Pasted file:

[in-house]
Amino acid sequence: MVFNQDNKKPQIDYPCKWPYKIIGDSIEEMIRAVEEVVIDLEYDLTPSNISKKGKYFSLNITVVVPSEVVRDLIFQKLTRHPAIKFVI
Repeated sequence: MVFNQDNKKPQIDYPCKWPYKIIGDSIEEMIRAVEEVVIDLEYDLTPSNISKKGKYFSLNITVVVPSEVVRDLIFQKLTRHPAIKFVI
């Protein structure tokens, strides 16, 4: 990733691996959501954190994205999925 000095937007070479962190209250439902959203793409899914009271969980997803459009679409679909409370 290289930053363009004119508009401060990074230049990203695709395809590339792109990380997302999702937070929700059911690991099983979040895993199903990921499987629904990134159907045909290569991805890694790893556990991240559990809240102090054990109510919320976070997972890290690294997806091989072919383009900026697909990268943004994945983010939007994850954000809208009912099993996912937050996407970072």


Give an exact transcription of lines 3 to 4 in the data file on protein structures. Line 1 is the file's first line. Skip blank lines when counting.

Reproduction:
Repeated sequence: MVFNQDNKKPQIDYPCKWPYKIIGDSIEEMIRAVEEVVIDLEYDLTPSNISKKGKYFSLNITVVVPSEVVRDLIFQKLTRHPAIKFVI
């Protein structure tokens, strides 16, 4: 990733691996959501954190994205999925 000095937007070479962190209250439902959203793409899914009271969980997803459009679409679909409370 290289930053363009004119508009401060990074230049990203695709395809590339792109990380997302999702937070929700059911690991099983979040895993199903990921499987629904990134159907045909290569991805890694790893556990991240559990809240102090054990109510919320976070997972890290690294997806091989072919383009900026697909990268943004994945983010939007994850954000809208009912099993996912937050996407970072």